And unfortunately Kortney, I have had a couple situations where top billers, I mean my key people didn’t have something in there and felt that they were owed a fee and I didn’t pay them. I mean I just had to draw that line and they didn’t like it. I didn’t like having the conversation. But at the end of the day, they’re the ones that put me in the situation of having to have that conversation. I didn’t do it. And they were very clear with what my stance was. There’s always gray in our business, right? That’s just business in general.

Kortney Harmon, Host:

Absolutely.

Jen Meyer, SVP & GM – Govig:

But there are things that can be black and white. And those things that are black and white, you’ve just got to draw that line in the sand. It’s just like parenting, right? It’s like anytime you give a little, they’re going to want more. And you know what? I would too if I was on the other side. So I don’t blame or judge or anything, but it’s got to be like, “This is my stance.” And so because of that, because they know, they could do all the work. And if it’s not in there, it didn’t happen. It’s in there.

Kortney Harmon, Host:

I bet it only happened once is my guess.

Jen Meyer, SVP & GM – Govig:

Twice, but not with the same person.

Kortney Harmon, Host:

Okay, fair.

Jen Meyer, SVP & GM – Govig:

Oh, yes.

Kortney Harmon, Host:

Everybody learned from that. And especially you joke about getting old, but your office makes 1,500 calls a day.

Jen Meyer, SVP & GM – Govig:

Yes, everyday.

Kortney Harmon, Host:

Nobody care. I don’t know. When I was running a desk, I couldn’t remember at the end of the day the 60 people that I called.

Jen Meyer, SVP & GM – Govig:

No.

Kortney Harmon, Host:

So if you’re not putting it in, you’re not being able to track it, then how are you being able to be coached? How do you know what good looks like and how can you get better from it?

Jen Meyer, SVP & GM – Govig:

Yeah, absolutely.

Kortney Harmon, Host:

I love it.

Jen Meyer, SVP & GM – Govig:

Because whenever you have a job order, you look at it and if things aren’t going the way that you want, you’re always thinking about, “Okay, is it effort or is it the job order?” And a lot of times it’s effort because we always think we’re making more, doing more than we are, right? It’s just reality. But a lot of times it’s effort. But you can’t even go to a place of knowing that if you don’t have the metrics.

I’ll tell you what, I wish I had these numbers. I didn’t think about it before we got on this, but I cannot tell you how many jobs we have filled on full retain, full retainers, that it was a one and done job because we can sit down with our clients. We don’t only use those metrics internally, right? We will sit down with our clients and we will say, “Hey, here are how many people that we’ve reached out to. We’ve reached out to 1,500 people,” whatever it is, right? “Out of those 1,500, we’ve had 300 conversations. Out of those 300, these amount of people happy. Here’s who weren’t interested because of location, compensation was too low,” whatever it was, right? And so we’re giving that data to our clients to give them market knowledge of what’s happening in their market real time, not from these crazy websites and allowing them to make the decision that they need to make for their own team.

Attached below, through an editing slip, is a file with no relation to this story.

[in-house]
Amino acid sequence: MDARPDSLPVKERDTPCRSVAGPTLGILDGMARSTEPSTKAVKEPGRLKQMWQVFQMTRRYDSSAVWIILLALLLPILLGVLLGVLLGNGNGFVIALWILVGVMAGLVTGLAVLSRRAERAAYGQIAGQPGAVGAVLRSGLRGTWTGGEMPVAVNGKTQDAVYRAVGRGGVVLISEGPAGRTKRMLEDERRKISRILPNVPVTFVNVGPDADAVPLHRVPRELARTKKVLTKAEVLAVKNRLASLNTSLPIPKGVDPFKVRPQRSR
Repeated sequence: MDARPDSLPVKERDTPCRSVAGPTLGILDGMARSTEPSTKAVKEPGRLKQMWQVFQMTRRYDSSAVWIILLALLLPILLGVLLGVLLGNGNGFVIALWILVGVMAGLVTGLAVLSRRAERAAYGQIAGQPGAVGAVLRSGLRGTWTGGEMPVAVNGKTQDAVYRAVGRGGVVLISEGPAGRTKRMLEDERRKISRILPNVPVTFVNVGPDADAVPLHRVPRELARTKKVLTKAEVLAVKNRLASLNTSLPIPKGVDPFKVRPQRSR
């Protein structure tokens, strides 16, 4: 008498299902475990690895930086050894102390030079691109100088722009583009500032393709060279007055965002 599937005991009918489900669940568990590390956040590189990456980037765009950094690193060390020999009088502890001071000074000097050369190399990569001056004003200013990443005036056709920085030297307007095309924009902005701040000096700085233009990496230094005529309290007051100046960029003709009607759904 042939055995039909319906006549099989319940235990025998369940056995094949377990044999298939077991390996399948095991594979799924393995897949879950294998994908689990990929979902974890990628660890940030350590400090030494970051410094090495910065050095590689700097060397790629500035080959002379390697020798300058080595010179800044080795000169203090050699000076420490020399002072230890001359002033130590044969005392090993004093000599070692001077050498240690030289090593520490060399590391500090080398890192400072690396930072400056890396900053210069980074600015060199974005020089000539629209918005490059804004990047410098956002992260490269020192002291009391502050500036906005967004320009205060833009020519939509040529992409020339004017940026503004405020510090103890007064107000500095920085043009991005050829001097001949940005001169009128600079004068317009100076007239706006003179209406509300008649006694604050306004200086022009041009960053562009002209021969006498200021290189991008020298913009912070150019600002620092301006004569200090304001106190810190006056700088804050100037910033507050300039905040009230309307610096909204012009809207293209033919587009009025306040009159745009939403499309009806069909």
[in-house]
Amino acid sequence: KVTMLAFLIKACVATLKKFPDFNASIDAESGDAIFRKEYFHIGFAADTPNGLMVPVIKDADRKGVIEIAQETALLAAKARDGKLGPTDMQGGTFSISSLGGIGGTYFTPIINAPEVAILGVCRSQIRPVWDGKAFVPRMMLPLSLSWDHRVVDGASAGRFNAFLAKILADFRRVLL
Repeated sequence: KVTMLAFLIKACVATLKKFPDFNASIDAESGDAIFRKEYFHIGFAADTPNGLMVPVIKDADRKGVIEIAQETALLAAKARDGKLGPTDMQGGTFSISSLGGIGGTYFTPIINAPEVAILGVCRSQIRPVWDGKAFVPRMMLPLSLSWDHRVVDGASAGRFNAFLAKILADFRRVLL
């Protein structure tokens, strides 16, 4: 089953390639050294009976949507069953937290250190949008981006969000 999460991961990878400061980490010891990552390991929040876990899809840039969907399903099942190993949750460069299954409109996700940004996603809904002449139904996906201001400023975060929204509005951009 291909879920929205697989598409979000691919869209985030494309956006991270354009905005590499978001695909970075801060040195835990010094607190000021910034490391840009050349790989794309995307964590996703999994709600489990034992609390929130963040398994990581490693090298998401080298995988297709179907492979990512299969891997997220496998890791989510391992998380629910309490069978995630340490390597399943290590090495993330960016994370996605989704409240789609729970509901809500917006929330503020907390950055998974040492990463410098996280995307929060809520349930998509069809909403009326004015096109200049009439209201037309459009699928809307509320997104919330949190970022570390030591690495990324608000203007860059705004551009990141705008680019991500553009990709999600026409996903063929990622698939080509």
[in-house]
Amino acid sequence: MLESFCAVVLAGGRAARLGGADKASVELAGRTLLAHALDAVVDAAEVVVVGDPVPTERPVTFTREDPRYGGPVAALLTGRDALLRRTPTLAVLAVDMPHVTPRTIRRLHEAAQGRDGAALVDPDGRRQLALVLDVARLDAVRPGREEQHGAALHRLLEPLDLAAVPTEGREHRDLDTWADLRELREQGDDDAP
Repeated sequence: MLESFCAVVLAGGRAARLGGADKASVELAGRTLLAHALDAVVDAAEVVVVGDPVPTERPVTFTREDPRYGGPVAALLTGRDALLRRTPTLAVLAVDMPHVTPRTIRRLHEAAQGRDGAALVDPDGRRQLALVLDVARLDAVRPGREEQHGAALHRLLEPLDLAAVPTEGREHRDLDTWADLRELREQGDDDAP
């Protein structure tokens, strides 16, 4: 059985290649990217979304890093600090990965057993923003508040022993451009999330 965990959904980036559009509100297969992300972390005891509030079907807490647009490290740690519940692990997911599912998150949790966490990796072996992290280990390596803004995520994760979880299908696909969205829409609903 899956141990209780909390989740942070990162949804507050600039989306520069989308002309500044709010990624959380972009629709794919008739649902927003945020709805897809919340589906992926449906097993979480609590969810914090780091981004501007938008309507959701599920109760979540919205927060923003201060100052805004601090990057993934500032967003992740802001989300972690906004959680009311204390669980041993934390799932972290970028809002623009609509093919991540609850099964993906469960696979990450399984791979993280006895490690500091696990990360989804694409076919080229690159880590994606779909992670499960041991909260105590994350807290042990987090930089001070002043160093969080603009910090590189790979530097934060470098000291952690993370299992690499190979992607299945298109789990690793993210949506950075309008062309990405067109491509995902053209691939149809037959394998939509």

And because of that, we’ll tell them like, “Look, we’d love to put three to five candidates in front of you, but the reality is it may be one.” But we can get the decision off of that one because they know that they’re not going to look at us and say, which we’ve all heard, “You know what? I liked them, but I want to see who else is out there.” I mean we’ve all heard it, right? And it’s just like, “Ugh,” you know? We don’t have those conversations when we have the numbers. When we don’t have the numbers, guess what conversation we get into all the time?

Kortney Harmon, Host:

Exactly that.

Jen Meyer, SVP & GM – Govig:

Show me more. Show me more. Show me more. So it’s not just internally. It’s not only just an internal guideline of, “Are we doing our job and how are we doing it?” But it’s a tool that we use for our clients to get the fees that we get and to have the process that we have.

Kortney Harmon, Host:

But that’s that change to that consultative approach. There are so many people that are desperate for business and they’re like, “What do you need? Do you need a purple horn and a green ear and all of those things? I’ll find it for you.”

Jen Meyer, SVP & GM – Govig:

All of it. Yeah.

Kortney Harmon, Host:

And it won’t exist because clients, let’s face it, they’re unrealistic. When I was running a desk, there was someone that said, “Oh, I need someone with iOS experience for 20 years.” But it didn’t exist. But they wish for the moon. But when you take the approach to say, “Here I am in all transparency, this is what I can do. This is what other clients I’m seeing,” and you have that full spectrum, you are giving them more knowledge that not only they can use themselves, but they can take to their leadership teams.